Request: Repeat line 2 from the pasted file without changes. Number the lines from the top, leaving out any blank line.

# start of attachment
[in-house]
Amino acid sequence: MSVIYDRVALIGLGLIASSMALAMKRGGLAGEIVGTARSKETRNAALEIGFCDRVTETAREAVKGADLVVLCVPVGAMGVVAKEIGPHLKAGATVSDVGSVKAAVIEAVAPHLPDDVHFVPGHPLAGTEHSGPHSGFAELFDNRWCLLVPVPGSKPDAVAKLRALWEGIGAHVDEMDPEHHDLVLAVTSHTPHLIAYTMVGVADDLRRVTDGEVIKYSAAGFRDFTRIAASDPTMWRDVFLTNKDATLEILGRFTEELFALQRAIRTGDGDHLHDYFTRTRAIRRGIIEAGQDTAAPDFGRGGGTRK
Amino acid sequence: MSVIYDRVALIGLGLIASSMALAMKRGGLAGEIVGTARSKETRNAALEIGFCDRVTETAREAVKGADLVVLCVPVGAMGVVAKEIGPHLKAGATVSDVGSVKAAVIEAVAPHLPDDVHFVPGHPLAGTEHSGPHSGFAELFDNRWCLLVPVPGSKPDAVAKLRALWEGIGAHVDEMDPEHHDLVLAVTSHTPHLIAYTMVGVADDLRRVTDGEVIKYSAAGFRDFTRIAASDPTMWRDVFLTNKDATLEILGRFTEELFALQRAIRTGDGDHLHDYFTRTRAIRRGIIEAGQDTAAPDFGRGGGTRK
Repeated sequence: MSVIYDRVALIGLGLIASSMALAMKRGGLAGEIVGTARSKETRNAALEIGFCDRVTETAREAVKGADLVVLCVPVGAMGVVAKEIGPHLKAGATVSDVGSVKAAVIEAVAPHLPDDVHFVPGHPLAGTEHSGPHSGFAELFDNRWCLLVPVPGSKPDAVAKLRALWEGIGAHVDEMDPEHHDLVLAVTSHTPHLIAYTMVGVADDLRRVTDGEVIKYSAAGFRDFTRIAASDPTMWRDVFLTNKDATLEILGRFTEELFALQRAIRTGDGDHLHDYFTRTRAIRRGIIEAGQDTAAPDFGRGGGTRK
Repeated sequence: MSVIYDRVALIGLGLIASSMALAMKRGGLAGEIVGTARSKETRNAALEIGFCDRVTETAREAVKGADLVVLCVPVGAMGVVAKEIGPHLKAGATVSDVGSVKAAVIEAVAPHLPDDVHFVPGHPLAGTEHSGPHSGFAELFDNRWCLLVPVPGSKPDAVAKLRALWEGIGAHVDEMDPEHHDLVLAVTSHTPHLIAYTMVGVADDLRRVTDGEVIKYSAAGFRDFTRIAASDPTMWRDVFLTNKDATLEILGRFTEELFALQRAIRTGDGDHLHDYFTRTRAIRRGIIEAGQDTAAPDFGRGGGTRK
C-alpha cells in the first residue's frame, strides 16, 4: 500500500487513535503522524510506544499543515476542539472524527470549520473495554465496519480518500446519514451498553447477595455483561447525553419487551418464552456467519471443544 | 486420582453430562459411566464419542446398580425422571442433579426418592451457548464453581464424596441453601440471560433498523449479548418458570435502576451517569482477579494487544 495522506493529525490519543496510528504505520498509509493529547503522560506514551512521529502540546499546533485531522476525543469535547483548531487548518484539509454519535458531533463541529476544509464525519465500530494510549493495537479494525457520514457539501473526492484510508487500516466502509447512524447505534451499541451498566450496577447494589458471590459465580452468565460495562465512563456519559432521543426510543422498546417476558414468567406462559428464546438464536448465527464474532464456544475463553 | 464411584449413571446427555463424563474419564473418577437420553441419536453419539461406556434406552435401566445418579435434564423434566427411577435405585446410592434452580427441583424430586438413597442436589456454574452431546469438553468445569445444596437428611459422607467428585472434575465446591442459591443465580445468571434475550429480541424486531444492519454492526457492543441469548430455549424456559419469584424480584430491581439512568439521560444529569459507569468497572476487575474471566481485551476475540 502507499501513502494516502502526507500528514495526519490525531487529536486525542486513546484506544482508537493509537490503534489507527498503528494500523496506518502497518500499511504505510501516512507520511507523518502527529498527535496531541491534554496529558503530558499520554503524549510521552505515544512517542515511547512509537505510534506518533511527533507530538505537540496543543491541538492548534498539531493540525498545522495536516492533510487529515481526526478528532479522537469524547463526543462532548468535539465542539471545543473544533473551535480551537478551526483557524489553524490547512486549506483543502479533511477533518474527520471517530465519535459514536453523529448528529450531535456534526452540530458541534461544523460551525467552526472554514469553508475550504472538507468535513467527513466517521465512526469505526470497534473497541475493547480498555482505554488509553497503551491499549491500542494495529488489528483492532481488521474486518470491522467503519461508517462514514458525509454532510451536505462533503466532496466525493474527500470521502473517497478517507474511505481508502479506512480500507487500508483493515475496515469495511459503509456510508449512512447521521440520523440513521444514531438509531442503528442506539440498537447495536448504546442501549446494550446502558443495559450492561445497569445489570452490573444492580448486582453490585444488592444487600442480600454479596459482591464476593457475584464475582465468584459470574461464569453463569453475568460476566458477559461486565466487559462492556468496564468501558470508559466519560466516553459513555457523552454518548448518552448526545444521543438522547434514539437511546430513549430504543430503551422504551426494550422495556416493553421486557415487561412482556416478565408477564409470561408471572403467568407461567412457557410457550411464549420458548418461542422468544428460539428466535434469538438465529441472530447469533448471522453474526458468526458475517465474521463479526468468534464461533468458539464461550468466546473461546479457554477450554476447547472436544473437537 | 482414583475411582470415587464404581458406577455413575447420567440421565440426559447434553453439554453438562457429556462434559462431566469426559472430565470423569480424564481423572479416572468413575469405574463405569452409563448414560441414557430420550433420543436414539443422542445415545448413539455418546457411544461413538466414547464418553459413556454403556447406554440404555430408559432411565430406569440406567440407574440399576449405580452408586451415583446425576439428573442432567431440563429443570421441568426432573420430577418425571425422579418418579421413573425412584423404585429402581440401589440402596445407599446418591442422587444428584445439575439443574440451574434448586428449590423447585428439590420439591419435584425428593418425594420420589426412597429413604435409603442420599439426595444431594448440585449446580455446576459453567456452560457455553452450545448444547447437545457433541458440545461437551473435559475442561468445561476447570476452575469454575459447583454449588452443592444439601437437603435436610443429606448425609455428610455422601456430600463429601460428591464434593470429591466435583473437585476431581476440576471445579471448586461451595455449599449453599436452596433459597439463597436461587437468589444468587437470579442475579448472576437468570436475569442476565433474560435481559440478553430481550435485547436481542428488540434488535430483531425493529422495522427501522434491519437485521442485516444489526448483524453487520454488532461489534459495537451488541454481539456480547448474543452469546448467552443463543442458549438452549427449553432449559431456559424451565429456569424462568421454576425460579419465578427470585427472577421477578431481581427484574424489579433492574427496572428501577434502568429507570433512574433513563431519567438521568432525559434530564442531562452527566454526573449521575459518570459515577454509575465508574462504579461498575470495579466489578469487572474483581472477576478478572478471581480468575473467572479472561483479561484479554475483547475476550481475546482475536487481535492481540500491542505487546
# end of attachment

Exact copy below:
Amino acid sequence: MSVIYDRVALIGLGLIASSMALAMKRGGLAGEIVGTARSKETRNAALEIGFCDRVTETAREAVKGADLVVLCVPVGAMGVVAKEIGPHLKAGATVSDVGSVKAAVIEAVAPHLPDDVHFVPGHPLAGTEHSGPHSGFAELFDNRWCLLVPVPGSKPDAVAKLRALWEGIGAHVDEMDPEHHDLVLAVTSHTPHLIAYTMVGVADDLRRVTDGEVIKYSAAGFRDFTRIAASDPTMWRDVFLTNKDATLEILGRFTEELFALQRAIRTGDGDHLHDYFTRTRAIRRGIIEAGQDTAAPDFGRGGGTRK